I guess the above question could be seen as rhetorical considering you never spend a minute without yourself. What I’m actually referring to is taking the time to think, contemplate and evaluate where you are in your business and your life and where you are going; scheduling ‘quiet’ time to slow down and just be with your own thoughts.
I feel very fortunate that at a young age I was exposed to this concept from numerous fronts. First, my dad – he would encourage us to not only feed the body and the mind but to make sure we were feeding our soul. Slow down and appreciate what is happening around you and recognize all the gifts you have in your life.
Second was my 6th grade teacher, Mrs. Olivia, a quirky, funky dressed woman with a clear purpose of getting her students to explore their dreams and daily activities to gain a better understanding of themselves. She required us to write in a journal on a daily basis and to take alone time to discover our thoughts, feelings and challenges. This class exercise has had a lasting and significant impact on my life. I still write in my journal to this day, and find it fascinating to go back through the last 35 years of my life and see some clear paths, behaviors and patterns that have shaped my life and business. Some issues have been conquered and yet, some issues still prevail today.
My third influence with this concept was my boss and mentor from more than 20 years ago, Mike Rowe. Mike encouraged me, as a manager, to take time each week to “work on my business.” This time was to review my goals, team and plan in terms of where we were and what needed to change. My entire team knew I could not be disturbed during this time (it was a little easier back then because we didn’t have mobile phones, email or texting capabilities yet). It provided me the opportunity to get out of the day-to-day operations and activities and really focus on whether we were headed in the right direction.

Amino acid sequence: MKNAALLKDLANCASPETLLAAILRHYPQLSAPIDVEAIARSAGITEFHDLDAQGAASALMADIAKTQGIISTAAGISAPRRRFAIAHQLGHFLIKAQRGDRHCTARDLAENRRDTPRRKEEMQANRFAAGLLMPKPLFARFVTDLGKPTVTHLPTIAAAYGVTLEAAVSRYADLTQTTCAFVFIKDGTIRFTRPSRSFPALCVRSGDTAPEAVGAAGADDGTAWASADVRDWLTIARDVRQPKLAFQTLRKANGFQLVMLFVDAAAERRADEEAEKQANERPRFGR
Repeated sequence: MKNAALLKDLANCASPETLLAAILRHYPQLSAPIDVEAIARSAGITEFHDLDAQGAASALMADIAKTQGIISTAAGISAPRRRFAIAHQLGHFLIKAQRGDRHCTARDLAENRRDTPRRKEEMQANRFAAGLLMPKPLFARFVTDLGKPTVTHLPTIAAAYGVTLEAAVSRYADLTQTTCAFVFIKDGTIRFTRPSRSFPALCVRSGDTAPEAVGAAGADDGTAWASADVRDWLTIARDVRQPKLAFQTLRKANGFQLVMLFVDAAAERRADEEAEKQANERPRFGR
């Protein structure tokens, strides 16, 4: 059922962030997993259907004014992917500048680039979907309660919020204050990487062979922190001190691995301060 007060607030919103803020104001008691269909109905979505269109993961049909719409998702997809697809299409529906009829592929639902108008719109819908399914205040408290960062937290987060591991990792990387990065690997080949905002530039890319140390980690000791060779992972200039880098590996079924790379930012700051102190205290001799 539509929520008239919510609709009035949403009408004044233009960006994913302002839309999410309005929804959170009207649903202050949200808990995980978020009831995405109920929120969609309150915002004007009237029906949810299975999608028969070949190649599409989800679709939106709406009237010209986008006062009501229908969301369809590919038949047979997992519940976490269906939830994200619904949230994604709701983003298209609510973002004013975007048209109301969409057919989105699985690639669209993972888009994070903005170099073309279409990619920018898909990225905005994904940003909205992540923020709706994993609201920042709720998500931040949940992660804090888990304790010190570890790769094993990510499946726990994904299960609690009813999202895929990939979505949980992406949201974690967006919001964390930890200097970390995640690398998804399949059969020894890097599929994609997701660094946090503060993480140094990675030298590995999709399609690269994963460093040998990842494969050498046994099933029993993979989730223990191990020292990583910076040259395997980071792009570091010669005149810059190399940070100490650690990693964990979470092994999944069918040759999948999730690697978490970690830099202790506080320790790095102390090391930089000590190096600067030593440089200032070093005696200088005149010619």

So, how often are you taking time to “work on yourself” or “work on your business”?
If you’re not doing this weekly, you’re not doing it enough. I encourage all of our clients and their managers to take time each week for themselves. To focus on their goals and projects and assess their companies from a 35,000 foot view — considering where they are, what’s working and what’s not. This time should be scheduled each week and treated as if you were with your best client — that means no interruptions, not taking telephone calls, responding to email or texts; solely focusing on the client and his or her needs (the client being you).
If you’re not sure how to spend this time, begin by recognizing your current frustrations or challenges within your business. You can also start the process by identifying all the opportunities you’ve wanted to work on for your business but haven’t yet started. Just the process of writing down your thoughts will allow you to begin exploring these issues or opportunities from a different perspective.
It’s critical to have thinking time. Slow down and schedule it in order to process what’s happening around you. The sooner you start, the sooner you will reap the rewards of taking the time to truly be with yourself. By implementing this simple process, you can be on the path to achieve the next level of personal or professional performance.
This is another article in a series on Michael’s entrepreneurial story and how being raised in a large family has influenced his career. To read the previous articles in this series, visit his blog at www.Collaboration-llc.com.
Michael Gunther is Founder and President of Collaboration LLC, a team of highly skilled business professionals who are dedicated to assisting proactive business owners to build profitable, sustainable businesses through results-oriented education and consulting services. Learn more at www.Collaboration-llc.com.